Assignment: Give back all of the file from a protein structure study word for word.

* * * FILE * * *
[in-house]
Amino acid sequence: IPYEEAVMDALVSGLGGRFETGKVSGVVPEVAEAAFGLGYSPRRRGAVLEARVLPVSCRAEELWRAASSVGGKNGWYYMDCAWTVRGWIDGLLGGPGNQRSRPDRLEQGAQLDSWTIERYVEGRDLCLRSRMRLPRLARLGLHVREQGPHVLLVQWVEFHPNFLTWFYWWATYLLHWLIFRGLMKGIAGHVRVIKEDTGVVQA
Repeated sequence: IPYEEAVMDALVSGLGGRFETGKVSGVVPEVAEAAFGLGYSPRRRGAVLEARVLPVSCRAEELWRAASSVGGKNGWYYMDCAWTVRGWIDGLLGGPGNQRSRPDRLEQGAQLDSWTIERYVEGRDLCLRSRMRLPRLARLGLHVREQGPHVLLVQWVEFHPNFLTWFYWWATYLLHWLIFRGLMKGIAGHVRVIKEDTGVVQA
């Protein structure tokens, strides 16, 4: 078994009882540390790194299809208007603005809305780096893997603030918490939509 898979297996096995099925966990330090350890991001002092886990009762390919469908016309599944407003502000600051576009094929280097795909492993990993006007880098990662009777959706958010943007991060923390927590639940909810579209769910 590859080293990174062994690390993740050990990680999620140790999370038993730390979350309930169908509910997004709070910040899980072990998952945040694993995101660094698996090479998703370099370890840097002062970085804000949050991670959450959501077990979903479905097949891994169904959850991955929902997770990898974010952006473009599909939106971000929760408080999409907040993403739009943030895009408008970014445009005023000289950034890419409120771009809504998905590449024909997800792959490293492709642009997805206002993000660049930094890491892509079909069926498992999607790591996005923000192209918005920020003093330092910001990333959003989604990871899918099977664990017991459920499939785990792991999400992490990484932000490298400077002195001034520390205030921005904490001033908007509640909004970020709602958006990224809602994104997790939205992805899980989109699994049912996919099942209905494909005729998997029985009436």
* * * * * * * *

[in-house]
Amino acid sequence: IPYEEAVMDALVSGLGGRFETGKVSGVVPEVAEAAFGLGYSPRRRGAVLEARVLPVSCRAEELWRAASSVGGKNGWYYMDCAWTVRGWIDGLLGGPGNQRSRPDRLEQGAQLDSWTIERYVEGRDLCLRSRMRLPRLARLGLHVREQGPHVLLVQWVEFHPNFLTWFYWWATYLLHWLIFRGLMKGIAGHVRVIKEDTGVVQA
Repeated sequence: IPYEEAVMDALVSGLGGRFETGKVSGVVPEVAEAAFGLGYSPRRRGAVLEARVLPVSCRAEELWRAASSVGGKNGWYYMDCAWTVRGWIDGLLGGPGNQRSRPDRLEQGAQLDSWTIERYVEGRDLCLRSRMRLPRLARLGLHVREQGPHVLLVQWVEFHPNFLTWFYWWATYLLHWLIFRGLMKGIAGHVRVIKEDTGVVQA
């Protein structure tokens, strides 16, 4: 078994009882540390790194299809208007603005809305780096893997603030918490939509 898979297996096995099925966990330090350890991001002092886990009762390919469908016309599944407003502000600051576009094929280097795909492993990993006007880098990662009777959706958010943007991060923390927590639940909810579209769910 590859080293990174062994690390993740050990990680999620140790999370038993730390979350309930169908509910997004709070910040899980072990998952945040694993995101660094698996090479998703370099370890840097002062970085804000949050991670959450959501077990979903479905097949891994169904959850991955929902997770990898974010952006473009599909939106971000929760408080999409907040993403739009943030895009408008970014445009005023000289950034890419409120771009809504998905590449024909997800792959490293492709642009997805206002993000660049930094890491892509079909069926498992999607790591996005923000192209918005920020003093330092910001990333959003989604990871899918099977664990017991459920499939785990792991999400992490990484932000490298400077002195001034520390205030921005904490001033908007509640909004970020709602958006990224809602994104997790939205992805899980989109699994049912996919099942209905494909005729998997029985009436």